I think I will stop here! Let me know in the comments if you’ve read any of these books, and do let me know what your Top 5 looks like. Oh, here’s another thing…

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6 thoughts on “Books: My Top 5 Picks

  1. Great list, I am impressed that the first read of a physics book encouraged you to pursue the sciences. The first time I opened a physics book I strongly considered changing my major to a non-science field! I think the preference for fiction or non-fiction may have at least something to do with one’s reason for reading in the first place. I prefer fiction because I like to read for entertainment and as an escape from reality. I suppose if my main purpose for reading was to educate and inform myself, I might prefer non fiction.

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    • I agree 100% about fiction vs non-fiction. That’s funny about physics, and you always say that. What about the ones you do well in? I would love to read some of your best works in sociology. Please send me some!

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      • Some of my preferred books concerning sociological topics:

        1 – There Are No Children Here by Alex Kotlowitz. This is a true story about a family living in the housing projects of Chicago in extreme poverty, living life in the “other” America. It is a story of despair, violence, poverty, false starts, and sadness, mixed with a little bit of hope and resilience. Unfortunately no happy ending.

        2 – Black Wealth/White Wealth by Oliver and Shapiro. Basically a look at racial inequality in America through the lens of finances. In a nut shell, many white people are still thriving from the wealth created and transferred by their relatives many, many generations ago from things like slavery and land ownership, while blacks have so such comparable pool of wealth to live off. Thus, black people were already like 10 steps behind in the wealth race and not surprisingly, we haven’t caught up yet.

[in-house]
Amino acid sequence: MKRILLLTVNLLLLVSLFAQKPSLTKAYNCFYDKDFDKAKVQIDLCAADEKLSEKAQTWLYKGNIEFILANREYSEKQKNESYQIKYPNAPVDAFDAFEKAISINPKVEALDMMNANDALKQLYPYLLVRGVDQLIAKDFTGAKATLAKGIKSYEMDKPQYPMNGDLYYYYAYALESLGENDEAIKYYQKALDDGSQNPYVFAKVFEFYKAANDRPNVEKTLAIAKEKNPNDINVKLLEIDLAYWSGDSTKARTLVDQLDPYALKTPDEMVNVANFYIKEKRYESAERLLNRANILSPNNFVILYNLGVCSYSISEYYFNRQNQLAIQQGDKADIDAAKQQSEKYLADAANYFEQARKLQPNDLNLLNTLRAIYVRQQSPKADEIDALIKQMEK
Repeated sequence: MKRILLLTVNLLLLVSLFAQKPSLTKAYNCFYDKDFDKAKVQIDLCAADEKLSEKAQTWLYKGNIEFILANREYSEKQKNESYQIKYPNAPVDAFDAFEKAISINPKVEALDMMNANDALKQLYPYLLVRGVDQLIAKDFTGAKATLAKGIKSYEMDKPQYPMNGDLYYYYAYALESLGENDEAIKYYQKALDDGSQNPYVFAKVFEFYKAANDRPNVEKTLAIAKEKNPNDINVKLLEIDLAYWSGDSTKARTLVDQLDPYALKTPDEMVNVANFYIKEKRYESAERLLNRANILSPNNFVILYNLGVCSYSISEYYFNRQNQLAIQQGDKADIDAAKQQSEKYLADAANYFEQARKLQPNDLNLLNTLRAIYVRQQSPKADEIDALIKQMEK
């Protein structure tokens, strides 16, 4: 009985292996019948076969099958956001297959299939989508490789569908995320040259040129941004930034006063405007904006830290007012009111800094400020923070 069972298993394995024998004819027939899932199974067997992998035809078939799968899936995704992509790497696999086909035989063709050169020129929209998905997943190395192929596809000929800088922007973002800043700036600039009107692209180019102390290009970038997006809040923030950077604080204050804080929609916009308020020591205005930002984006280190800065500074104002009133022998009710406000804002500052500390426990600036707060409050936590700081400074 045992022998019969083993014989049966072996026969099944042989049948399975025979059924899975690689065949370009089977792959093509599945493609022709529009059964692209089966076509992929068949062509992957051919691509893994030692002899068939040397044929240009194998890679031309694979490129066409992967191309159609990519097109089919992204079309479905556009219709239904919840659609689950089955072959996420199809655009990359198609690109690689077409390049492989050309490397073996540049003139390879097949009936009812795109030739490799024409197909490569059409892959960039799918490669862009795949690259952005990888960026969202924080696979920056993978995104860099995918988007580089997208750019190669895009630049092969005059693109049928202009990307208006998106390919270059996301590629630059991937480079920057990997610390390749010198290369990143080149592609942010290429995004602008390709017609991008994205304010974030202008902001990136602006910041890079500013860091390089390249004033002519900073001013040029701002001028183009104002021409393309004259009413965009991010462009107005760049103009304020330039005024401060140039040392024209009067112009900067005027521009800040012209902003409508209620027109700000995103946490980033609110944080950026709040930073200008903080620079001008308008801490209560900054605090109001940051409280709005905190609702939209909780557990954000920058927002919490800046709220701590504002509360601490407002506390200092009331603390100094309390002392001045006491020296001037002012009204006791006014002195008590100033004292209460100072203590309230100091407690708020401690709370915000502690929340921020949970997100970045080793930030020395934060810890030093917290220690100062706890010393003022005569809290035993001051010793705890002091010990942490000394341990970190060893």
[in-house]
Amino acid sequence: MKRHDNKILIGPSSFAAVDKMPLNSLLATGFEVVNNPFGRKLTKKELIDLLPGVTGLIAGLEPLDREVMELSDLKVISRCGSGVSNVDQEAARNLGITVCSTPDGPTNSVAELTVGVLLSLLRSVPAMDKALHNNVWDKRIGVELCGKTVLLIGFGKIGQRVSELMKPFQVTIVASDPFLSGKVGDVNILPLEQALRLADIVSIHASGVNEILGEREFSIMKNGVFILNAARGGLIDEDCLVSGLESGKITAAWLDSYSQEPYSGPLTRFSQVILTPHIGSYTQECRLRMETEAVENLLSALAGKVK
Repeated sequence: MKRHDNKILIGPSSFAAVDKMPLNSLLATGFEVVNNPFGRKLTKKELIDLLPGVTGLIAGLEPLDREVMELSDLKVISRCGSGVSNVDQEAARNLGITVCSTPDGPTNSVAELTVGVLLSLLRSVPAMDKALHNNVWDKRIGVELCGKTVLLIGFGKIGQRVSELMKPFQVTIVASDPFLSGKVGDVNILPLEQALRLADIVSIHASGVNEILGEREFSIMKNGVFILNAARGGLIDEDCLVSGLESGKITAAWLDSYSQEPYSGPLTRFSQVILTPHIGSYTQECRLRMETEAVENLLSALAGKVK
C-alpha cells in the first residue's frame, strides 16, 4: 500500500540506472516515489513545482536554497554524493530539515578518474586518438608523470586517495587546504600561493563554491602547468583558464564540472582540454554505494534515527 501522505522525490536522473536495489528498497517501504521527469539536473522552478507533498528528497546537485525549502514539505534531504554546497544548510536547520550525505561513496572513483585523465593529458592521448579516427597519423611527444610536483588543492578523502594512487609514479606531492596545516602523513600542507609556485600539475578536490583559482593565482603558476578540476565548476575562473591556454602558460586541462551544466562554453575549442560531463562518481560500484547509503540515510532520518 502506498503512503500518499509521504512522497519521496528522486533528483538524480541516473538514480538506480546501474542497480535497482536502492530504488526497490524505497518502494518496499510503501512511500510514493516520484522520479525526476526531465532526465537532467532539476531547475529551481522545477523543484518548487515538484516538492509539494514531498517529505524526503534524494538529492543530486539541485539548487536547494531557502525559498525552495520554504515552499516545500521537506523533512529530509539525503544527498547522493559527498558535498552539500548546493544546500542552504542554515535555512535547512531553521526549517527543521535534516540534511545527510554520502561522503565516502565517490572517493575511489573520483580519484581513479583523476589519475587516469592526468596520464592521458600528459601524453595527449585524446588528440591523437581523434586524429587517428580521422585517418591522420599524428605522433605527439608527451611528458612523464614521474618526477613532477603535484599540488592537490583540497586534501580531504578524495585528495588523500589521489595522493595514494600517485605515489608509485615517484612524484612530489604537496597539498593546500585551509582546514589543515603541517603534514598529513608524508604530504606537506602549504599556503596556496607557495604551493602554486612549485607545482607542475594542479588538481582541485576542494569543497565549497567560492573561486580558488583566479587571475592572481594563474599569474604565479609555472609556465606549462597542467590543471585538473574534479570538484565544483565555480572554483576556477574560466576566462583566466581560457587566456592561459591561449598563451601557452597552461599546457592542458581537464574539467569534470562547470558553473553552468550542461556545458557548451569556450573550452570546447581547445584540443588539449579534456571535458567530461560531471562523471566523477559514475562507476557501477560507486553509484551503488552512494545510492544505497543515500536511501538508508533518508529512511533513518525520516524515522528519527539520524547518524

3 – The Declining Significance of Race by William Julius Wilson. I totally disagree with the underlying thesis of this work, but I still found it interesting to read. The author claims that due to shifts in civil rights legislation, public perception, etc., social class rather than race is a more reliable predictor of life outcomes and upward mobility. He basically wants us to believe that an upper middle class black man and an upper middle class white man have equal footing in American society and equal opportunity to advance. I don’t believe him.

        4 – Why Are All the Black Kids Sitting Together in the Cafeteria? by Beverly Tatum. It’s basically about racial identity and group awareness, particularly among adolescents.

        Mostly all these books are about topics specific to the USA, so they might not have a great international appeal, let me know if you’ve heard of/read any!

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        • I probably wasn’t clear enough. I meant for you to send me some of the stuff YOU have written in sociology. Anyway, I’m glad you took the time to list some of the books you found very interesting in the field. It all sounds interesting to me, especially because it speaks to my case as I struggled with racial identity & shared experience during the time I made real contact with the African-American community in the US. And also, like I told you, I love sociology.

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          • I certainly did misunderstand. I am actually flattered that you would want to read my writings. I don’t think I really have access to most of them anymore, as I’ve gotten a new laptop and didn’t save them anywhere else. Any ways, we will have to chat more about your experiences with the African American community, as well as perceptions held by Africans regarding American blacks and vice versa. Preferably in private though, as I’m sure that will be a colorful conversation 😉